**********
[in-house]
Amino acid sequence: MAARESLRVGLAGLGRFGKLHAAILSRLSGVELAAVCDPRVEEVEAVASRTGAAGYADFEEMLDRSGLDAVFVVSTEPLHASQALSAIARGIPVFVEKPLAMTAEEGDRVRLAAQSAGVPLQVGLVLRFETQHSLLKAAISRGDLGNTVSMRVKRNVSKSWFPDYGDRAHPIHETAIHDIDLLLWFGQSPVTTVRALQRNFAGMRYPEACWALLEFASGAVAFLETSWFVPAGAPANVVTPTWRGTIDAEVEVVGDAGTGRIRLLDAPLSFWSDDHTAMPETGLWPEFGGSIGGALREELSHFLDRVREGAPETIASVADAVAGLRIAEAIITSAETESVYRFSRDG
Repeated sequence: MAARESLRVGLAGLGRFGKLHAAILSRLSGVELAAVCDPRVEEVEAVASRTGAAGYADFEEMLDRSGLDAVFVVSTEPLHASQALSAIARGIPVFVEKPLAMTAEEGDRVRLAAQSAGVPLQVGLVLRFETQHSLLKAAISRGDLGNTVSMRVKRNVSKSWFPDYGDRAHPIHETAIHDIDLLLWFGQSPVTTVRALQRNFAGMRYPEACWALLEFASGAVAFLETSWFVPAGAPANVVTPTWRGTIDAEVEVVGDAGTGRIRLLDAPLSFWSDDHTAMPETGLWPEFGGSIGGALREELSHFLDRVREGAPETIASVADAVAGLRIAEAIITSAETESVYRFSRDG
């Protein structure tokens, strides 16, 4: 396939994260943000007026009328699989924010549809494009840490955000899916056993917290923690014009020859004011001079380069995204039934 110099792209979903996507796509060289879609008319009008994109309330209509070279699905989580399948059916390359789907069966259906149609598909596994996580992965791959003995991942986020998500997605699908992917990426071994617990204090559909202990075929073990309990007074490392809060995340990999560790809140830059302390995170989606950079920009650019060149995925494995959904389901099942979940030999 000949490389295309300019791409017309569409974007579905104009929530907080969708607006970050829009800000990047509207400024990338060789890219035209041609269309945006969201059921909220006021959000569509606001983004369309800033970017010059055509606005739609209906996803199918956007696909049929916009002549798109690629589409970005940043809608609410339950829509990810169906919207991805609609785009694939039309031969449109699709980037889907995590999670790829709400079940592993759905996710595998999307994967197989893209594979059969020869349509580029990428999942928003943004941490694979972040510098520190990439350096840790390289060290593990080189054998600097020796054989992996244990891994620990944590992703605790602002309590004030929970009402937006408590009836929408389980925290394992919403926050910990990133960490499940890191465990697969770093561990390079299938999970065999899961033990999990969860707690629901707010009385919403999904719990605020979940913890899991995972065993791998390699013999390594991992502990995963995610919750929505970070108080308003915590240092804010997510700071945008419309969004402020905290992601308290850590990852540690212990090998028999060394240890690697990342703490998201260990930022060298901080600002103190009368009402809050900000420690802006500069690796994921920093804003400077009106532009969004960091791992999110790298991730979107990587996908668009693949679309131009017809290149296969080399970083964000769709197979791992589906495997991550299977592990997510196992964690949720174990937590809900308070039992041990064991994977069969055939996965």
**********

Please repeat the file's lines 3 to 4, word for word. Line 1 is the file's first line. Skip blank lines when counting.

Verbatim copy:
Repeated sequence: MAARESLRVGLAGLGRFGKLHAAILSRLSGVELAAVCDPRVEEVEAVASRTGAAGYADFEEMLDRSGLDAVFVVSTEPLHASQALSAIARGIPVFVEKPLAMTAEEGDRVRLAAQSAGVPLQVGLVLRFETQHSLLKAAISRGDLGNTVSMRVKRNVSKSWFPDYGDRAHPIHETAIHDIDLLLWFGQSPVTTVRALQRNFAGMRYPEACWALLEFASGAVAFLETSWFVPAGAPANVVTPTWRGTIDAEVEVVGDAGTGRIRLLDAPLSFWSDDHTAMPETGLWPEFGGSIGGALREELSHFLDRVREGAPETIASVADAVAGLRIAEAIITSAETESVYRFSRDG
């Protein structure tokens, strides 16, 4: 396939994260943000007026009328699989924010549809494009840490955000899916056993917290923690014009020859004011001079380069995204039934 110099792209979903996507796509060289879609008319009008994109309330209509070279699905989580399948059916390359789907069966259906149609598909596994996580992965791959003995991942986020998500997605699908992917990426071994617990204090559909202990075929073990309990007074490392809060995340990999560790809140830059302390995170989606950079920009650019060149995925494995959904389901099942979940030999 000949490389295309300019791409017309569409974007579905104009929530907080969708607006970050829009800000990047509207400024990338060789890219035209041609269309945006969201059921909220006021959000569509606001983004369309800033970017010059055509606005739609209906996803199918956007696909049929916009002549798109690629589409970005940043809608609410339950829509990810169906919207991805609609785009694939039309031969449109699709980037889907995590999670790829709400079940592993759905996710595998999307994967197989893209594979059969020869349509580029990428999942928003943004941490694979972040510098520190990439350096840790390289060290593990080189054998600097020796054989992996244990891994620990944590992703605790602002309590004030929970009402937006408590009836929408389980925290394992919403926050910990990133960490499940890191465990697969770093561990390079299938999970065999899961033990999990969860707690629901707010009385919403999904719990605020979940913890899991995972065993791998390699013999390594991992502990995963995610919750929505970070108080308003915590240092804010997510700071945008419309969004402020905290992601308290850590990852540690212990090998028999060394240890690697990342703490998201260990930022060298901080600002103190009368009402809050900000420690802006500069690796994921920093804003400077009106532009969004960091791992999110790298991730979107990587996908668009693949679309131009017809290149296969080399970083964000769709197979791992589906495997991550299977592990997510196992964690949720174990937590809900308070039992041990064991994977069969055939996965």